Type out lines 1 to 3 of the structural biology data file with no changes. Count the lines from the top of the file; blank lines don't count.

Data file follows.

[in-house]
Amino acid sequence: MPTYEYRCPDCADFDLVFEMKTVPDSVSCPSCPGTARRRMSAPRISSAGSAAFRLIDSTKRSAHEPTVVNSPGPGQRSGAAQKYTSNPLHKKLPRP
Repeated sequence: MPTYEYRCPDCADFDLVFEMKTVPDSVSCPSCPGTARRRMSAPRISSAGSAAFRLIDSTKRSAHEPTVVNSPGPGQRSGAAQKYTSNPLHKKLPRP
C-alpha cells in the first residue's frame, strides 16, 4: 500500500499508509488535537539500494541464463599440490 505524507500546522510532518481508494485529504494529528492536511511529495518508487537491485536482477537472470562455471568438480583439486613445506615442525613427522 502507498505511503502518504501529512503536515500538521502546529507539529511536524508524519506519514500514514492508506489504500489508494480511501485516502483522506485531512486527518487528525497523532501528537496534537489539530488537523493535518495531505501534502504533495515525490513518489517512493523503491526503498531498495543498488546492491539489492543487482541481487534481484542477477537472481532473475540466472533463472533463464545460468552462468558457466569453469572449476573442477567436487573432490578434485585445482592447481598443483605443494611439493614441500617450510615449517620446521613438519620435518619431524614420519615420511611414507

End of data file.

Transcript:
[in-house]
Amino acid sequence: MPTYEYRCPDCADFDLVFEMKTVPDSVSCPSCPGTARRRMSAPRISSAGSAAFRLIDSTKRSAHEPTVVNSPGPGQRSGAAQKYTSNPLHKKLPRP
Repeated sequence: MPTYEYRCPDCADFDLVFEMKTVPDSVSCPSCPGTARRRMSAPRISSAGSAAFRLIDSTKRSAHEPTVVNSPGPGQRSGAAQKYTSNPLHKKLPRP